forgo receiving the $2.65 a share on his 1.15 million RSU's over the vesting period. Cook received 1 million of these highly valuable units back in 2011 when he was named CEO. At the time, the value of that bonus was $383 million. Half of the units vest in five years with the remaining half vesting in ten years.
No one suggests that we need to throw a bake sale for Mr. Cook. After all, earlier this month the executive sold 37,500 Restricted Stock Units that he received two years ago when named interim CEO, and received $11.1 million in the transaction. Still, the amount of money that he is turning down is a whopping $75 million. While we don't know the exact reason for his decision, perhaps he too feels that Apple's decision to award the common stock dividend to holder's of the Restricted Stock Units is merely making the fat cats fatter.
The Committee determined these amendments were appropriate in light of the Company's announcement on March 19, 2012 that it intends to commence paying ordinary cash dividends of $2.65 per share to its shareholders on a quarterly basis sometime during the fourth quarter of its 2012 fiscal year. As restricted stock units are not outstanding shares of common stock and thus would not otherwise be entitled to participate in such dividends, the crediting of dividend equivalents is intended to preserve the equity-based incentives intended by the Company when the awards were granted and to treat the award holders consistently with shareholders.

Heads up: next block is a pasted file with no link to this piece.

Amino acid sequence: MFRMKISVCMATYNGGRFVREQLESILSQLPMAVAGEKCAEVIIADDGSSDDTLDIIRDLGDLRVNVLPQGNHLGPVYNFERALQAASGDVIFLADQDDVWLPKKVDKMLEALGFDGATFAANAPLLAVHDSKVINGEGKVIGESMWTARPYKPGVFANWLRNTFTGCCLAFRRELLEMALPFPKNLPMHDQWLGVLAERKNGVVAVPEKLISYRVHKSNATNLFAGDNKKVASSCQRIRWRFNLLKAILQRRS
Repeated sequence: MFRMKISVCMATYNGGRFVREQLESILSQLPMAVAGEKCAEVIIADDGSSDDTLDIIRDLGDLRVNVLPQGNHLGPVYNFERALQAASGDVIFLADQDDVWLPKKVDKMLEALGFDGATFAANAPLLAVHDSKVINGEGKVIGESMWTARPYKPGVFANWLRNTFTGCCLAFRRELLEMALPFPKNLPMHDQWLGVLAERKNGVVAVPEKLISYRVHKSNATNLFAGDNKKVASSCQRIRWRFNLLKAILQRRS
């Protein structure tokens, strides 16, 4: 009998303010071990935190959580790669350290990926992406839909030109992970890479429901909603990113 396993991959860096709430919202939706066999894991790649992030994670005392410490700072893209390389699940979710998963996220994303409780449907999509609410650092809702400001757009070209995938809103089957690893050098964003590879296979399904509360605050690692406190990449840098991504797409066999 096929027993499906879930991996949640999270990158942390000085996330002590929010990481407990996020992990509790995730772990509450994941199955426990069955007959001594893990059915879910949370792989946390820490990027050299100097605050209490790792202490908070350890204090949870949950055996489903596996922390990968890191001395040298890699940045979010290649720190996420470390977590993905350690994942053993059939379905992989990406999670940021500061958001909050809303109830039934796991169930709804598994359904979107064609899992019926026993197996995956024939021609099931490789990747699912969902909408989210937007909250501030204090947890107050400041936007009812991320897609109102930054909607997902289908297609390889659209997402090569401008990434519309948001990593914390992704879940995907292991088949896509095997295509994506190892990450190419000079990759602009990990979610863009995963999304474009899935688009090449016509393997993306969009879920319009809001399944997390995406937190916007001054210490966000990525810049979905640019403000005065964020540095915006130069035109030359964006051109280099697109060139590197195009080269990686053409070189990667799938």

At Mr. Cook's request, none of his restricted stock units will participate in dividend equivalents. Assuming a quarterly dividend of $2.65 per share over the vesting periods of his 1.125 million outstanding restricted stock units, Mr. Cook will forego approximately $75 million in dividend equivalent value."-from Apple's 8-K filing